Sen. Júnior said in his letter to Reporters Without Borders that his bill did not encroach on press freedom and was aimed at curbing “the proliferation of social networking sites, blogs and other websites set up solely to damage people’s reputations.” The present inability to identify those responsible for such attacks meant that the targets could not file complaints against them. He said he supported freedom of information, as guaranteed by the 198 national constitution and “without which democracy could not exist.”
Júnior, who is senator for the western state of Rondônia, said that “online insults and defamation” were “becoming much more serious” because the Internet was worldwide and it was almost impossible to obtain tangible proof of such offences. He said his proposal was a response to the Orkut case.
The senator said his second controversial proposal, to enable police to gather online evidence without a court order, would only involve police being able to use printed messages gathered in an investigation to be used as evidence in court.
Júnior said his proposals to stiffen penalties would discourage offenders by allowing printed evidence to be gathered at the time of the complaint and thus punish offenders. But he agreed that the row over his bill meant it should be publicly discussed further and said he would ask for a special senate hearing where everyone could say what they thought of it.
30.01.08 - Senate debates tougher penalties for online press offences as deputies seek decriminalisation
Reporters Without Borders today condemned as dangerous a law proposed by a senator to increase by one third prison sentences for press offences (defamation, insults and denigration) committed on the Internet.
The bill, submitted in December 2007 by Senator Expedito Júnior, is currently being debated by the relevant committee of the upper chamber and it is expected to be put to the vote during February.
“How can you explain the submission of a draft law toughening legal sanctions against press offences in the Senate when another before the Chamber of deputies (See release of 16 January 2008) provides on the contrary for the abolition of prison sentences for the same offences?” asked the worldwide press freedom organisation.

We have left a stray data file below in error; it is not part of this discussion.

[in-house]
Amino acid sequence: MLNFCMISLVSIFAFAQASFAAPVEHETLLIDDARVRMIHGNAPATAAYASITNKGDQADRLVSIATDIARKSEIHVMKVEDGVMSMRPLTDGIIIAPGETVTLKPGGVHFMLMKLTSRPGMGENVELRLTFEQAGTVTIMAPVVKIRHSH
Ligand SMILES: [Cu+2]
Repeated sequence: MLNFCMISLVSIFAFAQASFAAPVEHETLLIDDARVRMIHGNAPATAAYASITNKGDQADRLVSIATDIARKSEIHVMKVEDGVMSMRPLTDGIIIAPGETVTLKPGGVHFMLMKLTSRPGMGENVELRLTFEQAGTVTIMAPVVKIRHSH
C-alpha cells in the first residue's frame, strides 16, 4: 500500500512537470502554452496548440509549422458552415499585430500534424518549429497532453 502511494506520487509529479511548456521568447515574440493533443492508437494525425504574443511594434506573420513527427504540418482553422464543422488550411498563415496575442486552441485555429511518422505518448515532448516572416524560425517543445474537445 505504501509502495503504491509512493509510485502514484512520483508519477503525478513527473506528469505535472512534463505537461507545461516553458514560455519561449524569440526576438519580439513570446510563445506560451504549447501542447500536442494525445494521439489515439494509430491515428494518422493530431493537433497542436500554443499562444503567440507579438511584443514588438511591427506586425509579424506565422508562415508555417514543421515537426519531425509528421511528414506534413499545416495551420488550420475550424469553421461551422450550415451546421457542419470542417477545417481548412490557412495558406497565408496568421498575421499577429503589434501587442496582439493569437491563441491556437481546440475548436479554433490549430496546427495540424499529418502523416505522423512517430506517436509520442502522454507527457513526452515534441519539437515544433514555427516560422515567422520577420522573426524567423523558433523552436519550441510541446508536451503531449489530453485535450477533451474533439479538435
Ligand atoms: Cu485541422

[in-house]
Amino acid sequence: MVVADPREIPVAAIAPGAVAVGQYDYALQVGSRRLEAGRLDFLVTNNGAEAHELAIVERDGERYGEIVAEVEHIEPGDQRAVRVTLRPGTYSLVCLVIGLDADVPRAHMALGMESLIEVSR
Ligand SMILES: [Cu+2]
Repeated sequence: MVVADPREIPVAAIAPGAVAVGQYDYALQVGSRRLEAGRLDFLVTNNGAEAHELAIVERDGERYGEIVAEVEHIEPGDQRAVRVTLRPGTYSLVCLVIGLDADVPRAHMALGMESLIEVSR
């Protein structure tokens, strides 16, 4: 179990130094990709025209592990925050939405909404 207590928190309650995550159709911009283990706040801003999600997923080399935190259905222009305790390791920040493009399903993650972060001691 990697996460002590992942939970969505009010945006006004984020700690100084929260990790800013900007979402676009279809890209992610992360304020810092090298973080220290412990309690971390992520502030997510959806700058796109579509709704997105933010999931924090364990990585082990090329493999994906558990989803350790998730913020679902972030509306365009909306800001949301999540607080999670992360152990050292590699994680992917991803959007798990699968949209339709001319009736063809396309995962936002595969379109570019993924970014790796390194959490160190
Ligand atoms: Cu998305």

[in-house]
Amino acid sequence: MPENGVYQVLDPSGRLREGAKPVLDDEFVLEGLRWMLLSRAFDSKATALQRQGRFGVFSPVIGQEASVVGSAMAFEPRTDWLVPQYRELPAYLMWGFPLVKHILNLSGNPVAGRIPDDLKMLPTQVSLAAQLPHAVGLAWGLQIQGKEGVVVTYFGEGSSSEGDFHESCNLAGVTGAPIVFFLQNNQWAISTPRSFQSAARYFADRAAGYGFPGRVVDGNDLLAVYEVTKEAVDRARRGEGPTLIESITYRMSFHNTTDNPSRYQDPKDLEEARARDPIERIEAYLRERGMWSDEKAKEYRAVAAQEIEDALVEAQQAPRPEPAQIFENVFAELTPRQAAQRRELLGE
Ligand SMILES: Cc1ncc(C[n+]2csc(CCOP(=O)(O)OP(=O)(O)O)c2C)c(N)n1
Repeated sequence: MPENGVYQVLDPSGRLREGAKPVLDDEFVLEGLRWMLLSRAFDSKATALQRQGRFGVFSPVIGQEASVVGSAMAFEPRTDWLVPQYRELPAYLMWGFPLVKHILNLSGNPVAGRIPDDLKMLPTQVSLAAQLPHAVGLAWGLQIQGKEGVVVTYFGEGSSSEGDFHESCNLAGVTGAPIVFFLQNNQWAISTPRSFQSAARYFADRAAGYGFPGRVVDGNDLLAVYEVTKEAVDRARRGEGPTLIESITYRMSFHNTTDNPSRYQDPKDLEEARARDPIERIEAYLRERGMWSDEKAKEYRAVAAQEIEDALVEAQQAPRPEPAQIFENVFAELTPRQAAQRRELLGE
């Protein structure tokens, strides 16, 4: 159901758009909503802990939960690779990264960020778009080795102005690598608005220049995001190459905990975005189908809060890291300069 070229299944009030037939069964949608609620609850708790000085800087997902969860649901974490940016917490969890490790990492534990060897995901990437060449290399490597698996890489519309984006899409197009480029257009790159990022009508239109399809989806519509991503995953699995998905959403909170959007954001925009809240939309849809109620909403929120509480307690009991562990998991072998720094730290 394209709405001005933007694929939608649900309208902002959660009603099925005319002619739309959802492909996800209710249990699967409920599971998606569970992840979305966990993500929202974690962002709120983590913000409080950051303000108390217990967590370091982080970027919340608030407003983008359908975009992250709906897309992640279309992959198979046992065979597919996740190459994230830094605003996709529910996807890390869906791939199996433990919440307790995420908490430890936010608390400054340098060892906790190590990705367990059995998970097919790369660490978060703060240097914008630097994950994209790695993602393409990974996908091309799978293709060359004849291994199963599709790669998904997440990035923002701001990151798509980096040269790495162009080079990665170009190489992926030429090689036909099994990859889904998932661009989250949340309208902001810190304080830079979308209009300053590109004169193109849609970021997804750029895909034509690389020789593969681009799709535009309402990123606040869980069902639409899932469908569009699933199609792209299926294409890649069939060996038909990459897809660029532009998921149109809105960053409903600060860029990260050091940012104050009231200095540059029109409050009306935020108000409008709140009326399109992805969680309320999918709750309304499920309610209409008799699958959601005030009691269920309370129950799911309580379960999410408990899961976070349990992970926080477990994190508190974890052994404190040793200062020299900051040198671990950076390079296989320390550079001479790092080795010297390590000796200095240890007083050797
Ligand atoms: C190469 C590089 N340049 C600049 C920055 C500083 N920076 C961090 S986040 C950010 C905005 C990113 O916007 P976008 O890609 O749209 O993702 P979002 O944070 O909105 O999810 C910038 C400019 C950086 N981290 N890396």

“This proposal is dangerous and completely ill-timed. How can the Congress vote for something and its opposite?”
The criminal law reform introduced by the senator increases by one third prison sentences currently in effect for the offence of “denigration” (including those, under the new law, of six months to two years in prison, as well as a fine) of “defamation” (between three months and one year) and “insult” (between one year and six months), when committed online.
The current law provides for a longer sentence when the victim is elderly or handicapped, is a member of a national or foreign government or holds a public position. Senator Expedito Júnior’s law would allow police access to confidential information on a website without legal authority.
In the eyes of the senator, “Anyone who makes accusations without identifying themselves deserves greater punishment”. He said it would tackle the proliferation of websites created by “pseudo-journalists” with the sole aim of “causing offence and destroying reputations”.
The criminal law reform has to be approved by the Senate committee on science, technology, innovation, communications and computerisation, by which it is now being examined. It would then be submitted for Senate approval in full session. The debate and the vote should be held during February. It would only become law with the assent of the president’s Constitution and Justice Committee.
At the same time as Expedito Júnior presented his draft law to the Senate, in December 2007, the deputy Miro Teixeira entered his with the lower chamber. No timetable has yet been agreed for this bill which would put an end to the application of the press law of 9 February 1967 - inherited from the military dictatorship - by abolishing prison sentences for some kinds of “damage to reputation” and widening the definition of a journalist to anyone doing the job of informing the public, including online.